I can’t tell you how many times very important marketing meetings get canceled because something else “more important” came up. Over and over marketing projects that could change someone’s business get started then put on the backburner and forgotten. Working 10 minutes each on 50 different projects fills up an 8-hour day, but it still leaves 50 different projects only 10% done. And none of them done well. I get it, life gets in the way and you’ve only got so much time to go around. Multitasking is a valuable skill, but sadly very few people do it well and it usually just leads to sloppy work, missed deadlines, and loss of sanity. The most successful contractors are the ones who know when to throw the blinders on, close the office door, block out time to focus on one or two important tasks and knock them out of the park.
Now, here’s where a marketing coach can be one of your most valuable assets as a contractor. Most businesses get into trouble when they fall into the trap I did – letting their “backyard” grow up for far too long, then it takes a major project to get things cleaned up again. How long has it been since you’ve taken the time to look at your marketing? How often do you do it? Has it been so long that thought terrifies you? If you schedule a regular time monthly, or even weekly if necessary, to look at the situation and do a little regular maintenance, chances are you can keep things manageable. Then you’ll have some expert advice on what’s the most pressing issue to target first and accountability to keep you on track until that job is done.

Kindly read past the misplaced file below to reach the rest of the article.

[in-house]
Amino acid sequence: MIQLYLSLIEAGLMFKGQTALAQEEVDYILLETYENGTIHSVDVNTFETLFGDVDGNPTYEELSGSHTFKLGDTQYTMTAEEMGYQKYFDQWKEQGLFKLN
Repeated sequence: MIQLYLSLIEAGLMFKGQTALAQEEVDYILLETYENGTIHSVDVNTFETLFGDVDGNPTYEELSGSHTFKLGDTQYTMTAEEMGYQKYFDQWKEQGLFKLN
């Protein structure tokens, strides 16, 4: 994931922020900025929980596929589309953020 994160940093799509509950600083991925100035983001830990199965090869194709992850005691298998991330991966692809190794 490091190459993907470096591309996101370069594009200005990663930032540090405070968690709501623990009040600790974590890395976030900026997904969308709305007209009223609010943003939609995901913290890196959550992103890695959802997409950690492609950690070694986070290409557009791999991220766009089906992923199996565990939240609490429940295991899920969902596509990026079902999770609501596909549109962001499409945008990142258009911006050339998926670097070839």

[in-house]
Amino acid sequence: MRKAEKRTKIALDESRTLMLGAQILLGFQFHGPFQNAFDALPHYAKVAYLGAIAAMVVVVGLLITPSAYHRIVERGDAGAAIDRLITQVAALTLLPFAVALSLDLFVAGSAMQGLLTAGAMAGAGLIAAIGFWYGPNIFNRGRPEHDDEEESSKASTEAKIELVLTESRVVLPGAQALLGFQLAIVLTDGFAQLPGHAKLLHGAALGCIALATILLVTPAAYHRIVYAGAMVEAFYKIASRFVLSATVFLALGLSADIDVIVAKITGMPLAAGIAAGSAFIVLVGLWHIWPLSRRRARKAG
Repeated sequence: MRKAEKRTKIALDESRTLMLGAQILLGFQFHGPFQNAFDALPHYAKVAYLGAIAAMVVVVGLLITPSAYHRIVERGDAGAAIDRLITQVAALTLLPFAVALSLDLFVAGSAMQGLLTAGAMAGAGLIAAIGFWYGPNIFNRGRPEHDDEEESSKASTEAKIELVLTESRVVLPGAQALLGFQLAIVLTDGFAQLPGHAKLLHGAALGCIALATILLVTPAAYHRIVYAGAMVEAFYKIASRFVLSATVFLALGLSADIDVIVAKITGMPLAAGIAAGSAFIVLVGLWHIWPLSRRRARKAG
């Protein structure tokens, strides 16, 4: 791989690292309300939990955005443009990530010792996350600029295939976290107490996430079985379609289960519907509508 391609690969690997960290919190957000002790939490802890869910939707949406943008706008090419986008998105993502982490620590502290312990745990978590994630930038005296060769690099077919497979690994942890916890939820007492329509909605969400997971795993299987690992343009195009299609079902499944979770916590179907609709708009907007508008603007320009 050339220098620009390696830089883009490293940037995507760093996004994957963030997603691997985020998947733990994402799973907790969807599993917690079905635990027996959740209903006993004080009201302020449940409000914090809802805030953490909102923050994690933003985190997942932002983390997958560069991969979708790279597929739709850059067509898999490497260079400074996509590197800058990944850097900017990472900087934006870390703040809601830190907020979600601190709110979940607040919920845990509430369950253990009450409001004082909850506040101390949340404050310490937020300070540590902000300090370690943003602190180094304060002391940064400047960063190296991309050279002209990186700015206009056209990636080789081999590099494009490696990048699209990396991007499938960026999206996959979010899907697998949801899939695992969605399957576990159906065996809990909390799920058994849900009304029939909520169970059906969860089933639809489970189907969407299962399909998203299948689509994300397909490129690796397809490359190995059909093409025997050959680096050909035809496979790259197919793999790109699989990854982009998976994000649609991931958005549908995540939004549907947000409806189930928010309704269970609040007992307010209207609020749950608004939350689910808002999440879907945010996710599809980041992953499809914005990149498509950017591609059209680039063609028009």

If you’d like to have some help on your side or if you’ve got a question about what our coaching program could look like for you, reach out to us at [email protected] or give us a call at (800) 489-9099. You’ve only got so much time, let us help you stay focused and make the most of it.
Hopefully you won’t learn this lesson the hard way like I did. I hope my neighbors don’t call the cops while I’m trimming my hedges by flashlight tonight.